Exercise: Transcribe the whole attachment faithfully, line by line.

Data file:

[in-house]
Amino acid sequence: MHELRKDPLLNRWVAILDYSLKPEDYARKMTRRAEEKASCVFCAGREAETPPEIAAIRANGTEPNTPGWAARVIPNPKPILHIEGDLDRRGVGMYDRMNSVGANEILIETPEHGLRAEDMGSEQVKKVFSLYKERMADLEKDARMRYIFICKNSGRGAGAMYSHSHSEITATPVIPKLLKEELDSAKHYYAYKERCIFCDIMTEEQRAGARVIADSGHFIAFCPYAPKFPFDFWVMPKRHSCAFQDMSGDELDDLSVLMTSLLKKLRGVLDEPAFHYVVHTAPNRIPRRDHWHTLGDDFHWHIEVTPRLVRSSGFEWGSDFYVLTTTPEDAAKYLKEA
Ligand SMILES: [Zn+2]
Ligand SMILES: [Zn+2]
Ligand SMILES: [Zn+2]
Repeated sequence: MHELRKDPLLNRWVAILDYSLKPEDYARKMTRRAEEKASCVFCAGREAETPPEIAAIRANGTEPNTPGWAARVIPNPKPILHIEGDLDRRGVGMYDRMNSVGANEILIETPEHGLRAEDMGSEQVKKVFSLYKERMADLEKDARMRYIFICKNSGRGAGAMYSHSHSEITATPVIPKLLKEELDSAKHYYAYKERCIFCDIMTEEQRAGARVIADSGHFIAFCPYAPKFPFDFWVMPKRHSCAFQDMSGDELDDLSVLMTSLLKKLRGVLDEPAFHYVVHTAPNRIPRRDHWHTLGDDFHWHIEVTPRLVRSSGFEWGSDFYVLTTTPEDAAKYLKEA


[in-house]
Amino acid sequence: MHELRKDPLLNRWVAILDYSLKPEDYARKMTRRAEEKASCVFCAGREAETPPEIAAIRANGTEPNTPGWAARVIPNPKPILHIEGDLDRRGVGMYDRMNSVGANEILIETPEHGLRAEDMGSEQVKKVFSLYKERMADLEKDARMRYIFICKNSGRGAGAMYSHSHSEITATPVIPKLLKEELDSAKHYYAYKERCIFCDIMTEEQRAGARVIADSGHFIAFCPYAPKFPFDFWVMPKRHSCAFQDMSGDELDDLSVLMTSLLKKLRGVLDEPAFHYVVHTAPNRIPRRDHWHTLGDDFHWHIEVTPRLVRSSGFEWGSDFYVLTTTPEDAAKYLKEA
Ligand SMILES: [Zn+2]
Ligand SMILES: [Zn+2]
Ligand SMILES: [Zn+2]
Repeated sequence: MHELRKDPLLNRWVAILDYSLKPEDYARKMTRRAEEKASCVFCAGREAETPPEIAAIRANGTEPNTPGWAARVIPNPKPILHIEGDLDRRGVGMYDRMNSVGANEILIETPEHGLRAEDMGSEQVKKVFSLYKERMADLEKDARMRYIFICKNSGRGAGAMYSHSHSEITATPVIPKLLKEELDSAKHYYAYKERCIFCDIMTEEQRAGARVIADSGHFIAFCPYAPKFPFDFWVMPKRHSCAFQDMSGDELDDLSVLMTSLLKKLRGVLDEPAFHYVVHTAPNRIPRRDHWHTLGDDFHWHIEVTPRLVRSSGFEWGSDFYVLTTTPEDAAKYLKEA